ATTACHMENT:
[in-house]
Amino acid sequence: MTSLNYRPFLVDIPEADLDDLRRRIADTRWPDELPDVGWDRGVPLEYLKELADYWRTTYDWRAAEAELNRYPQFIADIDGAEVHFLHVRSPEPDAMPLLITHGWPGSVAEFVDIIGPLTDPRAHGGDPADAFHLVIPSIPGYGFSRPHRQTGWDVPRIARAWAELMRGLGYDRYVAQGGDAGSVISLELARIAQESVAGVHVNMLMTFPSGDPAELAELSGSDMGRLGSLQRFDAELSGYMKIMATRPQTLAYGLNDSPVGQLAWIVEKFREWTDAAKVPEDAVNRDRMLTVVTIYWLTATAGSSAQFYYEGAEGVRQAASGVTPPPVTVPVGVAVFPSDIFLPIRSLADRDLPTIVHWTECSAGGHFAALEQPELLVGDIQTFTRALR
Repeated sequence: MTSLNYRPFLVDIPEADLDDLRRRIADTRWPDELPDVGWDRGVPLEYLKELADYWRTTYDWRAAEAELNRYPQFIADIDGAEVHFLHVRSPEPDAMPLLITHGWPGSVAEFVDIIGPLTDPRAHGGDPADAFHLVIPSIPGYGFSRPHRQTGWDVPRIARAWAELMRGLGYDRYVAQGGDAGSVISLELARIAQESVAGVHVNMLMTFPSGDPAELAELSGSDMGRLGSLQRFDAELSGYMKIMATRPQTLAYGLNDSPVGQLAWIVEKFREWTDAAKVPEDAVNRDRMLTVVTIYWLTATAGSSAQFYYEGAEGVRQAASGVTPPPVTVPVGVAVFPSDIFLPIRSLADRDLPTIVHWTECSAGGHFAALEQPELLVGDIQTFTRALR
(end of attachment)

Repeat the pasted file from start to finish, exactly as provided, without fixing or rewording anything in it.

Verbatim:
[in-house]
Amino acid sequence: MTSLNYRPFLVDIPEADLDDLRRRIADTRWPDELPDVGWDRGVPLEYLKELADYWRTTYDWRAAEAELNRYPQFIADIDGAEVHFLHVRSPEPDAMPLLITHGWPGSVAEFVDIIGPLTDPRAHGGDPADAFHLVIPSIPGYGFSRPHRQTGWDVPRIARAWAELMRGLGYDRYVAQGGDAGSVISLELARIAQESVAGVHVNMLMTFPSGDPAELAELSGSDMGRLGSLQRFDAELSGYMKIMATRPQTLAYGLNDSPVGQLAWIVEKFREWTDAAKVPEDAVNRDRMLTVVTIYWLTATAGSSAQFYYEGAEGVRQAASGVTPPPVTVPVGVAVFPSDIFLPIRSLADRDLPTIVHWTECSAGGHFAALEQPELLVGDIQTFTRALR
Repeated sequence: MTSLNYRPFLVDIPEADLDDLRRRIADTRWPDELPDVGWDRGVPLEYLKELADYWRTTYDWRAAEAELNRYPQFIADIDGAEVHFLHVRSPEPDAMPLLITHGWPGSVAEFVDIIGPLTDPRAHGGDPADAFHLVIPSIPGYGFSRPHRQTGWDVPRIARAWAELMRGLGYDRYVAQGGDAGSVISLELARIAQESVAGVHVNMLMTFPSGDPAELAELSGSDMGRLGSLQRFDAELSGYMKIMATRPQTLAYGLNDSPVGQLAWIVEKFREWTDAAKVPEDAVNRDRMLTVVTIYWLTATAGSSAQFYYEGAEGVRQAASGVTPPPVTVPVGVAVFPSDIFLPIRSLADRDLPTIVHWTECSAGGHFAALEQPELLVGDIQTFTRALR